Yiddish Translation

June 05, 2013

By Ofer Tirosh

A win in the Scripps National Spelling Bee last week has erupted in controversy over the correct spelling of a Yiddish word. Arvind Mahankali, a 13 year old New Yorker, took the win for his correct spelling of the word "knaidel".

But not everyone agrees that the Yiddish word was spelled correctly. Mahankali spelled the word correctly according to the Merriam-Webster dictionary but the spelling of the word varies based on who you ask. 

Jack Lebewohl, a New York deli owner explained that there’s no clear spelling of the Yiddish word when he said, “There’s no real spelling of the word, so who determines how a word is spelled?”

Others disagree and think that the spelling of a word can be standardized but still could not agree on what standardization is the correct one.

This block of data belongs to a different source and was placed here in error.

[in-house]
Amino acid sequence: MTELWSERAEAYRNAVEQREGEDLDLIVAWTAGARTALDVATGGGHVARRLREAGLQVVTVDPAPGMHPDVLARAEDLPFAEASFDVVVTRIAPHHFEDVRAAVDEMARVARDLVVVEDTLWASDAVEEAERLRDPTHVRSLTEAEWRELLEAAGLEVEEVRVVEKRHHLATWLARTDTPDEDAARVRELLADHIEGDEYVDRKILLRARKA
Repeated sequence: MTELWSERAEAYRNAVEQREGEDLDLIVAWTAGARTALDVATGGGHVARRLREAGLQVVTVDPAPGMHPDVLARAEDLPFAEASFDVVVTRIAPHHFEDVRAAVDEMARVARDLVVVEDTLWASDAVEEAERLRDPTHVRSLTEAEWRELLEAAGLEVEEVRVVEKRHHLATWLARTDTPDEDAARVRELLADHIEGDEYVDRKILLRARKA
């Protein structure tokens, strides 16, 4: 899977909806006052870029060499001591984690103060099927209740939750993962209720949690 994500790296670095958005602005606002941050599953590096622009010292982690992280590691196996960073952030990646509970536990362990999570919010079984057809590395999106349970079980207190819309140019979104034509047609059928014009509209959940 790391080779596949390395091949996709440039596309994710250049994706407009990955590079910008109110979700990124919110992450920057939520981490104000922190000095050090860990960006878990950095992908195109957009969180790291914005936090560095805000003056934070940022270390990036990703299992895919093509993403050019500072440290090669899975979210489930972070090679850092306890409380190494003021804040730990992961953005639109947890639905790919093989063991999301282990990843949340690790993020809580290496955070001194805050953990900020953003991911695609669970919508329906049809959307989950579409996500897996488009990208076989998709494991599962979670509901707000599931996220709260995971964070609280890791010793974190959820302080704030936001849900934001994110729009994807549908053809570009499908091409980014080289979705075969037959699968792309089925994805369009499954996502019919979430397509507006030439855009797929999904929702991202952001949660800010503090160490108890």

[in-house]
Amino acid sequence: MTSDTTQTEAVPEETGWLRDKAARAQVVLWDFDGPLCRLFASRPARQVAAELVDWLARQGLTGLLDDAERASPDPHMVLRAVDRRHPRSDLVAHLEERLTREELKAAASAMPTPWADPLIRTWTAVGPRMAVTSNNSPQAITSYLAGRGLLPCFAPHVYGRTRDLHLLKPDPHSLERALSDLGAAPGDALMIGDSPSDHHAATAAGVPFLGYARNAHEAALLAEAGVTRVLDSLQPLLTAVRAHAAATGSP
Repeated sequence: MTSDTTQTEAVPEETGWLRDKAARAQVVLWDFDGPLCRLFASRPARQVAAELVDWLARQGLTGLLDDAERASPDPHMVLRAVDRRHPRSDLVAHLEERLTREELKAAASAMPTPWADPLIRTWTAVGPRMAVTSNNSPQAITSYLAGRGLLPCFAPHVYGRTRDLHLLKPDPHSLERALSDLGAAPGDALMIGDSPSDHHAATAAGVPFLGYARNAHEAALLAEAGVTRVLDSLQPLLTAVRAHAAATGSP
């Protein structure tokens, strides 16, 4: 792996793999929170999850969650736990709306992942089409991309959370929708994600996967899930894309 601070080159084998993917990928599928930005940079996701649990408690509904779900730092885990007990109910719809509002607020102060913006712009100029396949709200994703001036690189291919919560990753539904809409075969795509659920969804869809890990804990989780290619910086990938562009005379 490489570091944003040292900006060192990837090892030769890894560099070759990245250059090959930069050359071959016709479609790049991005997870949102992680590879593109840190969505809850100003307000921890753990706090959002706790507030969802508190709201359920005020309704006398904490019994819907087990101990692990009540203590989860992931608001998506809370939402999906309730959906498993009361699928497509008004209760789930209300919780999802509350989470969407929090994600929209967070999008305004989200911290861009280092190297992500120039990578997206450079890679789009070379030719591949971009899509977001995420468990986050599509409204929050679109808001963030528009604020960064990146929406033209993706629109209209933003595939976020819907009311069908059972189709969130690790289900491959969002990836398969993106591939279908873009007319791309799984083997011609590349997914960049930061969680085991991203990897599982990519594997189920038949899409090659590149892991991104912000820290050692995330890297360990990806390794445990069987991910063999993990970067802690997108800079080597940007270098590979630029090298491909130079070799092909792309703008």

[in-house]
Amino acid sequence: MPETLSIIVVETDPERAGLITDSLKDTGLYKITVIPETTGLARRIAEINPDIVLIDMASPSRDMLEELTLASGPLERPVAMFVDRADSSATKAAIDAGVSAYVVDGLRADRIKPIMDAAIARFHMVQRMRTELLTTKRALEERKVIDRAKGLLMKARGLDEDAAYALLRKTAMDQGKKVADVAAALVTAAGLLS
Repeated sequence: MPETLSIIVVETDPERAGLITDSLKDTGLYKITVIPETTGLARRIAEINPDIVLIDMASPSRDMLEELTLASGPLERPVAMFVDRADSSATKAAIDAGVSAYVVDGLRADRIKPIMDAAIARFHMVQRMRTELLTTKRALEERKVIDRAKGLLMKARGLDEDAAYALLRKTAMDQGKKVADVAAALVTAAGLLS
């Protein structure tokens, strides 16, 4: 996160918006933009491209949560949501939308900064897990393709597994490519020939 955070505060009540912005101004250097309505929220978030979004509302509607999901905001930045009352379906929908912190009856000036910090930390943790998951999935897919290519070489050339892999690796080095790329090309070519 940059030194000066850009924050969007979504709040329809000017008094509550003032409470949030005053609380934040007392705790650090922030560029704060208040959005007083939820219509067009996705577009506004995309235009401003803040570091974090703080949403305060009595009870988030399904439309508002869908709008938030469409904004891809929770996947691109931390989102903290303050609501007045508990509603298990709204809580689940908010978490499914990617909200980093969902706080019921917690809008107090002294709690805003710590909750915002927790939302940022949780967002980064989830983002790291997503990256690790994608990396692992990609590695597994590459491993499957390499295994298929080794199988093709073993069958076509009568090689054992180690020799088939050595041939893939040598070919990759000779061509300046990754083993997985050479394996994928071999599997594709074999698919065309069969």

The Daily Beast predicted this could be an issue for future spelling bees when they said, “Competition organizers should have thought twice about using Yiddish-derived words into high-stakes spelling competitions. Do you call an ineffectual, hapless person a schlemiel, a shlemel, a shlemyel, or a schlemeyel? Is that mass of cream cheese you put on a bagel a schemer or a shmeer? Is a thief a gonif, a goniff, or aganif? How about that thing Jews like to spin on Hanukkah (or Chanukkah or Chanukah)? It could be a draidel, a draidle, a dreidel, or a draydl.”

Controversy such as this just emphasizes the importance of professional translations for important matters, such as Tomedes translation services.

The full story about the Scripps Spelling Bee translation controversy along with photos from the spelling bee can be found online.

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